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After the opening praise songs, the pastor announced that we would celebrate baptism. Celebrate baptism! I thought, I’m just a visitor. I don’t think there will be any celebrating by me. The baptism proceeded without further ado—first some teaching on the significance and meaning of baptism, with a PowerPoint presentation to keep my mind from drifting. Next came the vows, the parents responding with, “We do, God helping us,” followed by the congregation’s similar response. We all sat down again as the parents, infant in tow, stepped up to the baptismal font.

This father held the child in two hands stretched out toward the font.

Instead of cradling the infant close to his chest, I noticed that this father held the child in two hands stretched out toward the font, as if offering his child to God. Hmmm—this was unusual! The pastor baptized the child in the name of the Father, and of the Son, and of the Holy Spirit, adding some significant details about each person in the godhead in relation to the child. Then came the prayer, signaling that the baptism was almost done.

After his “Amen,” the pastor asked the parents if he could have their child. Kind of unusual phrasing, but I’d seen this done before: the pastor carries the child around the sanctuary, introducing the congregation’s newest member. Many faces lit up as they saw their newest sibling squirming in the pastor’s embrace.

But there was also something different in the air. Sure, there were smiling grannies and proud relatives, but there was also a heightened sense of awareness, of anticipation, that seemed to settle over the congregation.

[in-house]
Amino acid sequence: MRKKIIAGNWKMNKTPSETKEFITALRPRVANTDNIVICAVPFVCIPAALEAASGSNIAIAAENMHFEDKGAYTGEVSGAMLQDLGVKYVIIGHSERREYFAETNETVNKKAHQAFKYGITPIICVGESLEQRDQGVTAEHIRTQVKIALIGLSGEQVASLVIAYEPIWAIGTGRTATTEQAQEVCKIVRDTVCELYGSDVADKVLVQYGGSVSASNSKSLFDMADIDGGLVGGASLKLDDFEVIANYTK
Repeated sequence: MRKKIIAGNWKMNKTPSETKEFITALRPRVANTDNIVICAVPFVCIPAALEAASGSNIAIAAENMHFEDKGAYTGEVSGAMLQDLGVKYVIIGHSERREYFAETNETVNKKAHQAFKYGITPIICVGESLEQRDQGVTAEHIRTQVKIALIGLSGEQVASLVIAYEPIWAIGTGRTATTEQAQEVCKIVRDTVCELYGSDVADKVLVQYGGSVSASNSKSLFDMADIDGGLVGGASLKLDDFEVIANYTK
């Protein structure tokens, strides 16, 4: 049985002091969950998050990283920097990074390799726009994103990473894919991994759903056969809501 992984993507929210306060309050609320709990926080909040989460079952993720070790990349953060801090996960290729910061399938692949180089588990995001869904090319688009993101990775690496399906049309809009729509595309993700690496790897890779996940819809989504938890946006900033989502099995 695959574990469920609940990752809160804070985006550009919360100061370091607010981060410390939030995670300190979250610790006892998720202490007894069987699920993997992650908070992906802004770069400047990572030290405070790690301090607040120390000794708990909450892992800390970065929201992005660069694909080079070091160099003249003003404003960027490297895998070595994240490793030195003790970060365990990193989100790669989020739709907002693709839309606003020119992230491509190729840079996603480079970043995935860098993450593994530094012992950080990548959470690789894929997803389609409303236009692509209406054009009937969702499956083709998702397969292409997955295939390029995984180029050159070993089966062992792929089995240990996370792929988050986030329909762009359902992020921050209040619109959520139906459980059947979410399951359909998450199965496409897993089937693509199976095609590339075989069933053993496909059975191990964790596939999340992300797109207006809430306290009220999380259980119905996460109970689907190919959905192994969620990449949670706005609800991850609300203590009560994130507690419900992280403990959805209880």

The pastor, by this time halfway to the back of the sanctuary, turned to a member of the congregation, handing her the child and asking her to take the child back to its parents. As this worshiper, holding the child, walked toward the waiting parents, the pastor continued to speak. He explained that the person carrying the child back to its parents was symbolic of what the congregation had just vowed to do. As a congregation, we had just promised to help raise that child. Some members would be that child’s Sunday school teachers. Others would be the child’s GEMS or Cadets leaders. Some would be catechism teachers. One or two of the members might even be there for that child later on during the turbulent teen years when so many questions arise, or perhaps even when that child has run away from home, to help bring him or her back.

That day I was reminded of how often I had stood up and joined in speaking the congregational vows, “God helping me.” I thought of all the children I knew in my own congregation who were wandering like sheep gone astray. I remembered all the children I had taught in church school. That day I was struck by the significance of our baptismal vows.

Through it all, I was reminded of my own baptism. I was reminded that God chose me to be engaged in the church family. God chose me. In the same way that pastor chose a member to carry the child back to its parents, God has chosen me! That day, I celebrated baptism.

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